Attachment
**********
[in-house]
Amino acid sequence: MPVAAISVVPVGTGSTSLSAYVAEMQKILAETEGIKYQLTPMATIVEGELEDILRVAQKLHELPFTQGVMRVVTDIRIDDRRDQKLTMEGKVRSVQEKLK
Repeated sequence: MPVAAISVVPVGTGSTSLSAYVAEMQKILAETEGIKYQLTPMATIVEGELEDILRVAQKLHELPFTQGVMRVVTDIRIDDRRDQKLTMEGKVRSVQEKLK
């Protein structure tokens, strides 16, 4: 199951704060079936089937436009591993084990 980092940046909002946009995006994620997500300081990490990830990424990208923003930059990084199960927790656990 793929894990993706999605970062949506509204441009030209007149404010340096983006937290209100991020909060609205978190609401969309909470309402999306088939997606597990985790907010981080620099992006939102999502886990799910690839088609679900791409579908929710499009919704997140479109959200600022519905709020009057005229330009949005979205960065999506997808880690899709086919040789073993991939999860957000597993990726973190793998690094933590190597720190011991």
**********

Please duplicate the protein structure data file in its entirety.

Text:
[in-house]
Amino acid sequence: MPVAAISVVPVGTGSTSLSAYVAEMQKILAETEGIKYQLTPMATIVEGELEDILRVAQKLHELPFTQGVMRVVTDIRIDDRRDQKLTMEGKVRSVQEKLK
Repeated sequence: MPVAAISVVPVGTGSTSLSAYVAEMQKILAETEGIKYQLTPMATIVEGELEDILRVAQKLHELPFTQGVMRVVTDIRIDDRRDQKLTMEGKVRSVQEKLK
């Protein structure tokens, strides 16, 4: 199951704060079936089937436009591993084990 980092940046909002946009995006994620997500300081990490990830990424990208923003930059990084199960927790656990 793929894990993706999605970062949506509204441009030209007149404010340096983006937290209100991020909060609205978190609401969309909470309402999306088939997606597990985790907010981080620099992006939102999502886990799910690839088609679900791409579908929710499009919704997140479109959200600022519905709020009057005229330009949005979205960065999506997808880690899709086919040789073993991939999860957000597993990726973190793998690094933590190597720190011991």